There's nothing interesting to say about iterated versions of a true prisoner dilemma.
People tend to assume without argument that the players want to maximize the total utility across all rounds. But that doesn't make sense on either of the two interpretations of utility I mentioned. Of course, we can stipulate that certain agents only care about the total amount of money they will get across a sequence of games. This turns the 100-round monetary prisoner dilemma into an interesting puzzle. But the stipulation should be made explicit, the payoffs in each round shouldn't be called "utilities", and the rounds shouldn't be described as "prisoner dilemmas".
Admittedly, there's a third tradition in which "utility" is understood as a temporally local quantity whose discounted sum agents try to maximize. This approach is especially popular in computer science, but I'm not sure what the relevant local quantity ("reward") is meant to be.
In section 16.2 of the most-cited (and generally excellent) textbook on artificial intelligence, Russell and Norvig 2010, utility is defined via preferences (a la von Neumann and Morgenstern), which are assumed to be closely related to choice dispositions. But how is this supposed to give us local "rewards"?
The ultimate culprit, I suspect, is (as so often) localism about outcomes: people assume that the bearers of utility are temporally local events, such as the amount of money an agent receives as a direct consequence of the present choice. Rational agents are assumed to have coherent preferences over such outcomes; these preferences can be represented by a utility function, which is then used to assign utilities to the outcomes in an iterated prisoner dilemma.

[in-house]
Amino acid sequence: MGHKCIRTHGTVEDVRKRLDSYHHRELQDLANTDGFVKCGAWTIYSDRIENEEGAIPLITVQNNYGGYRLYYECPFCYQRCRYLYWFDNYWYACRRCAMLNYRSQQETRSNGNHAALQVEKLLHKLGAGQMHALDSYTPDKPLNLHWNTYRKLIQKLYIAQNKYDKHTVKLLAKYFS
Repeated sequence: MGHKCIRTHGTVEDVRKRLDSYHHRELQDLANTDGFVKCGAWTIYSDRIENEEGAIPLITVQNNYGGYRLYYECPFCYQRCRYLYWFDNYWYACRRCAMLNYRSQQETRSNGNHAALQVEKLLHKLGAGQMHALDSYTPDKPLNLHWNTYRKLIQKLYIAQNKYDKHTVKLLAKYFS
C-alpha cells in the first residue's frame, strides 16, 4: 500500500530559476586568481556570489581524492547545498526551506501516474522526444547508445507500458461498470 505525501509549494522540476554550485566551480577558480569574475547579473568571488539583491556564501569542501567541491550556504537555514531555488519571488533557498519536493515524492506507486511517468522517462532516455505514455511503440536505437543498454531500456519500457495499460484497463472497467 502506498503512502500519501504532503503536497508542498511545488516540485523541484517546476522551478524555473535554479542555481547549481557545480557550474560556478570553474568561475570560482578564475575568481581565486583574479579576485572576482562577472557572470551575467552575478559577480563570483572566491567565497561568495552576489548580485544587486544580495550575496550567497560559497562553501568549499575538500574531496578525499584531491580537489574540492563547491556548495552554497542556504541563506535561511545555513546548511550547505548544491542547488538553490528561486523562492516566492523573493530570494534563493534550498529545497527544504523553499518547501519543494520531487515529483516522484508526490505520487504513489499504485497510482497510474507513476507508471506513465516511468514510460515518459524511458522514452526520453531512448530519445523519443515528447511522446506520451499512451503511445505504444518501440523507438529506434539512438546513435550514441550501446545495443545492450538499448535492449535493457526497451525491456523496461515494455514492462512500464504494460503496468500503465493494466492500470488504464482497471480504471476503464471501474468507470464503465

But preferences over local outcomes are generally ill-defined. An agent's preferences over sequences of events must have a very specific structure for them to be determined by preferences over local, individual events: they must be "separable". Separability is somewhat plausible for monetary payoff: all else equal, you might always prefer $10 to $5. But for many other things it isn't. All else equal, do you prefer water or wine? Depends on what "all else" is.
What if we understand utility as fitness, as in evolutionary game theory? Here, too, temporal separability looks highly implausible. Fitness can't be decomposed into a temporally local measure whose aggregate is maximized by evolutionarily successful phenotypes. Nonetheless, I agree that we can learn something about the evolution of cooperation from so-called iterated prisoner dilemmas (and similar games). The reason is that in certain contexts, one can find a local quantity (e.g., amount of food) whose aggregate over time is correlated with fitness in the relevant population. But again it would be better to not call that quantity "utility", and to emphasize that an "iterated prisoner dilemma" is not a sequence of (true) prisoner dilemmas.